For one thing, business formulas and ratios tell you where you’ve been, where you are now, and where you are heading tomorrow and beyond. Wouldn’t you want to know that information as a prelude to getting a good night’s sleep?
Secondly, business formulas give you a way to think about marketing. One horrible mistake made by the uninitiated forager in Internet marketing is not committing to forward planning, 7 options for borrowing money and when to use them or to think of marketing as simply selling something. It would be easy to go to a product source like Surplus Warehouse, pick out a product or two and arrange to add a subject page, a link to your website, or buy banner advertising.
Better you take some time to identify your target market and determine what that market wants to buy, not what you want to sell. Put on your buyer’s pants and shoes and walk around in them for awhile until you are clear what it is the buyer wants and what he will pay for it. You will be led into defining your specific market, maybe taking a survey via e-mail among your representative market prospects. You can prepare a product questionnaire to solicit opinions about product viability, features, benefits, price, etc.
Define your market, your buyer’s profile, and then do some testing of the product or service you wish to sell.
You might test a market by using your website and a pay-per-click service. Opt for a plan with a minimum per-click cost. You might not want to spend more than $100 for your test, so tell your pay-per-click provider what your limits are or he might set the parameters for you.
You can collect from your click provider the e-mail addresses of those who took the time to preview your
website. Email a questionnaire to those addresses requesting their opinion of the site and the offering, including product details and price. If you have 100 respondents, you may have a significant number who will take the time to answer a 10-question survey and e-mail it back to you. No doubt, you will get some intelligent responses and opinions that may influence you to make some significant changes in your message or product that will benefit you when preparing your next Internet offering.
As a highly successful Internet marketer opined, “Target, survey, create, test, promote, monetize and repeat cycle products.” That pretty much says it all. If you choose to ignore any of the enumerated steps to success, you can virtually erase the word “success” from the equation.
Didn’t I open this missive with some reference to formulas or business formulas? Yep, right there in the headline!
Well, then, I want to throw at you a great formula I’m going to borrow from some top guy in Internet marketing. I wish he were my neighbor, so I could bother him with my profound questions. I like what he wrote:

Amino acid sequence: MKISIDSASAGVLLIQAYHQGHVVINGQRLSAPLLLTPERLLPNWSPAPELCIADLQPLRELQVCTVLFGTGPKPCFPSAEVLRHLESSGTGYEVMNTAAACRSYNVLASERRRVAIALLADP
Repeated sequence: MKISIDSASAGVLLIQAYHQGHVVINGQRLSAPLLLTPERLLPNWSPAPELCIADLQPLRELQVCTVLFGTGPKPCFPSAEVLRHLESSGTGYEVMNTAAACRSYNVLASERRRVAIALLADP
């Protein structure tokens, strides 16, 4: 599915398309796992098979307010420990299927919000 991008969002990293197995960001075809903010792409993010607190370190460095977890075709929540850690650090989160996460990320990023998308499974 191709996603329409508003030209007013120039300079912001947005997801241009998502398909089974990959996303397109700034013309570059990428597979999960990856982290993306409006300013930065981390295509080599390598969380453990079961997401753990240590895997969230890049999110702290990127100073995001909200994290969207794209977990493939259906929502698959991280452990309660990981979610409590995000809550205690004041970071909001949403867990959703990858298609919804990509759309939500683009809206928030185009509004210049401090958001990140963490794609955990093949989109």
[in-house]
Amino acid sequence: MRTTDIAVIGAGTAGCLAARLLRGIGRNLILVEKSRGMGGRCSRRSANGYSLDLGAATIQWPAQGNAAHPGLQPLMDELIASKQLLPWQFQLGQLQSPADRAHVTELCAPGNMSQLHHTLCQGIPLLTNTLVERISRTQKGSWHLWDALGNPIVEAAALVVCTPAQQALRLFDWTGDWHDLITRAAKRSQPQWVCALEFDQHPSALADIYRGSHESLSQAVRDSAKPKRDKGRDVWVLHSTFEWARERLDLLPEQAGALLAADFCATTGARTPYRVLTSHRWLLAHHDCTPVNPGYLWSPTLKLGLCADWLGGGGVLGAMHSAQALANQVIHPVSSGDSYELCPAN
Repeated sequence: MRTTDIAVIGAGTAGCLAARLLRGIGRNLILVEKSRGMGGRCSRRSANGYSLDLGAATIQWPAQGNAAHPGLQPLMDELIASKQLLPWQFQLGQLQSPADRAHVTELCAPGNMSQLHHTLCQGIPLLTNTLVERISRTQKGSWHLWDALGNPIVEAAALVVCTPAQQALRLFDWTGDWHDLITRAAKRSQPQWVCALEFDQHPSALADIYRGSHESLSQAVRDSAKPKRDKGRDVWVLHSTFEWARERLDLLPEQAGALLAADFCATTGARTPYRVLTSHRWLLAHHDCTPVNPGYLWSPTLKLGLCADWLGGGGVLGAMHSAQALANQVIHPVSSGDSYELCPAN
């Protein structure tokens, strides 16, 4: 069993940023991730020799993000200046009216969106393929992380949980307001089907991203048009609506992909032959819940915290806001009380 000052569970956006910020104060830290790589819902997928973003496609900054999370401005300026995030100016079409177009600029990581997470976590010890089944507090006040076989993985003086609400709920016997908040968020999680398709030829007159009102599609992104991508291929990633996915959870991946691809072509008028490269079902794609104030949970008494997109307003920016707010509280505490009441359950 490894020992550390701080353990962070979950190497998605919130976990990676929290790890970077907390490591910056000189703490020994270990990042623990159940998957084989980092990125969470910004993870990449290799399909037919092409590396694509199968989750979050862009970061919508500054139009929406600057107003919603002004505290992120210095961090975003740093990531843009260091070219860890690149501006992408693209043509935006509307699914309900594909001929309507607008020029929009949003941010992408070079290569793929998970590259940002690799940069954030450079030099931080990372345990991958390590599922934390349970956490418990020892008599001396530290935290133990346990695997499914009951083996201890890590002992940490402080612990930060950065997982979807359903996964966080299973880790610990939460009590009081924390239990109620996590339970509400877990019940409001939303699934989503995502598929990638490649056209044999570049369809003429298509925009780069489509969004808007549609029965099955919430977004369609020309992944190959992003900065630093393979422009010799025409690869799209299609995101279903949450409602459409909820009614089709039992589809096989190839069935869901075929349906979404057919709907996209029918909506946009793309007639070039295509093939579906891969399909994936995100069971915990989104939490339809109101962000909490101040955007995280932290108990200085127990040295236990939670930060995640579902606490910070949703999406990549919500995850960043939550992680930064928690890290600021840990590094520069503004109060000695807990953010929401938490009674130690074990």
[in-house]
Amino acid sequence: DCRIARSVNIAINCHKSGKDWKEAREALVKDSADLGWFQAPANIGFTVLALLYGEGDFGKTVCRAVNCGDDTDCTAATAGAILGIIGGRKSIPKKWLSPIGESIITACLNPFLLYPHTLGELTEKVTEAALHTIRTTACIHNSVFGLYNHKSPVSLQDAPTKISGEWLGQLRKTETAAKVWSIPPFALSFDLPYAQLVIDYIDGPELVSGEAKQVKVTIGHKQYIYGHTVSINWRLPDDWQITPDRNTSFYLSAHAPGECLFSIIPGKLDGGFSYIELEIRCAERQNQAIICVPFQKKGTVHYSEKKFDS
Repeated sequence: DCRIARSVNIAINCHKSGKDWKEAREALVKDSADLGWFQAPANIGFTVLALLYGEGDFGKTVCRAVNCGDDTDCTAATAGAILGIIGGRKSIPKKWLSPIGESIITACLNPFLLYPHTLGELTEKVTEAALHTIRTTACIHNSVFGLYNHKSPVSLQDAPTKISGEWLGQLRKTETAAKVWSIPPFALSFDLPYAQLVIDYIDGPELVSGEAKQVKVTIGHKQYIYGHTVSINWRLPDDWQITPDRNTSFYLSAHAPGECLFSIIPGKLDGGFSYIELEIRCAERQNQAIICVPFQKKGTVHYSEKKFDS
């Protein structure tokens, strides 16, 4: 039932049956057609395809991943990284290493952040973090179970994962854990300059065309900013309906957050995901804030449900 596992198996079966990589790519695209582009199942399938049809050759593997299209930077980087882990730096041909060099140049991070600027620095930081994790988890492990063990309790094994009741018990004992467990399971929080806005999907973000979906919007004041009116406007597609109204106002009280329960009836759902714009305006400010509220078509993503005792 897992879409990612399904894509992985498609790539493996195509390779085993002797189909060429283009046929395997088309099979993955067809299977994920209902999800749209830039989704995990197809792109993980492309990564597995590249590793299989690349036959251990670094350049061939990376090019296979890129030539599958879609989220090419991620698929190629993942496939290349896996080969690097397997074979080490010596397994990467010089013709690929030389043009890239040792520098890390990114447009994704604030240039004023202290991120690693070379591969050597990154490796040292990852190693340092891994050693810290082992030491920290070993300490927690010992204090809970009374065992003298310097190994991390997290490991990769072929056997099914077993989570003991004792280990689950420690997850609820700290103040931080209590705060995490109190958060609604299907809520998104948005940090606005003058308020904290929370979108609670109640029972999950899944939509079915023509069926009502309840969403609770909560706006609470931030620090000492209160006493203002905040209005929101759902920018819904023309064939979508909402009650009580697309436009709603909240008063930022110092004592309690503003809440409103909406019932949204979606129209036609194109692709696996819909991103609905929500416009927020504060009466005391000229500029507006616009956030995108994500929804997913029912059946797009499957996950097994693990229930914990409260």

Traffic Required=(Desired Annual Income/365)/ (gross profit per sale x visitors-to-sales conversion rate)
Let’s see how that works out. You sell a $29.00 product, maybe an information packet. You make $20.00 profit per sale. You want to make $50,000 pre-tax in 12 months and 1 out of 100 visitors buy from you (.01).
Divide $50,000 by 365 days (buyers don’t rest on the weekends)=$137 you need to earn per day.
Multiple $29.00 x .01=.29. Divide 137 by .29=472
You will need 472 visitors per day, not hits.
Now, let’s suppose you’re somewhat hungrier for what’s green and you want to reach a gross income of $100,000 per year and you want to sell a product for $250.00. That’s certainly not unreasonable, especially after you have done your market test. Let’s do the math.
Divide $100,000 by 365 days=$274 needed daily
Multiply $250.00 by .01=2.5
Divide 274 by 2.5=110 visitors per day.
Of course, you can enter your own figures into this formula, but be faithful in doing so in order to ascertain
1. The amount of money you want to earn annually (gross)
2. Establish the selling price of your product
3. Determine the number of visitors you must have daily
4. Capture the e-mail addresses to build your mailing list
Now you need to establish a profit, don’t you? You can’t spend all of your money on advertising.
Maybe you can take out $50.00 per product unit for advertising (in your early stages) and fixed overhead. You want to try to double your money with every campaign. The question will be can you get 100 visitors by investing $50.00 per unit in advertising, including banner ads?
On the conservative side, for example, if you have only $15 per thousand to spend for impressions, you can try sending e-mail messages to opt-in lists. It is common to pay .10 to .15 per name for opt-in mailings.
Always look for free publicity services, ezine ads, associate programs, and other options. Whatever you use, track the results of each according to your criteria: Can I get a sale for $.10, $15 $50.00 or $100.00?
One of the most important statistics relating to your business is your Conversion Ratio. What percent of visitors buy from you? Of course, you need to get the number of your visitors. Some programs will give them to you. You can always add a hit counter to your web site.
Add up your visitors for 4 months. Total the number of sales you had for the same four months.
Your Conversion Ratio=Sales/Visitors. Example, if you had 100 sales and 5,000 visitors, divide 100 by 5,000 and you have a .02 or 2% conversion ration. That is a very good conversion ratio. I hope you do that well.
The formula and ratio I have provided you in this missive are basic and fundamental, and should be employed in your business to give you an effective measurement of how you are progressing in your Internet sales. So much more can be said about the subject of formulas and ratios, but a little math can provide a mountain of benefit when you are trying to steer the ship of commerce.
Best wishes to you and your Internet sales adventure.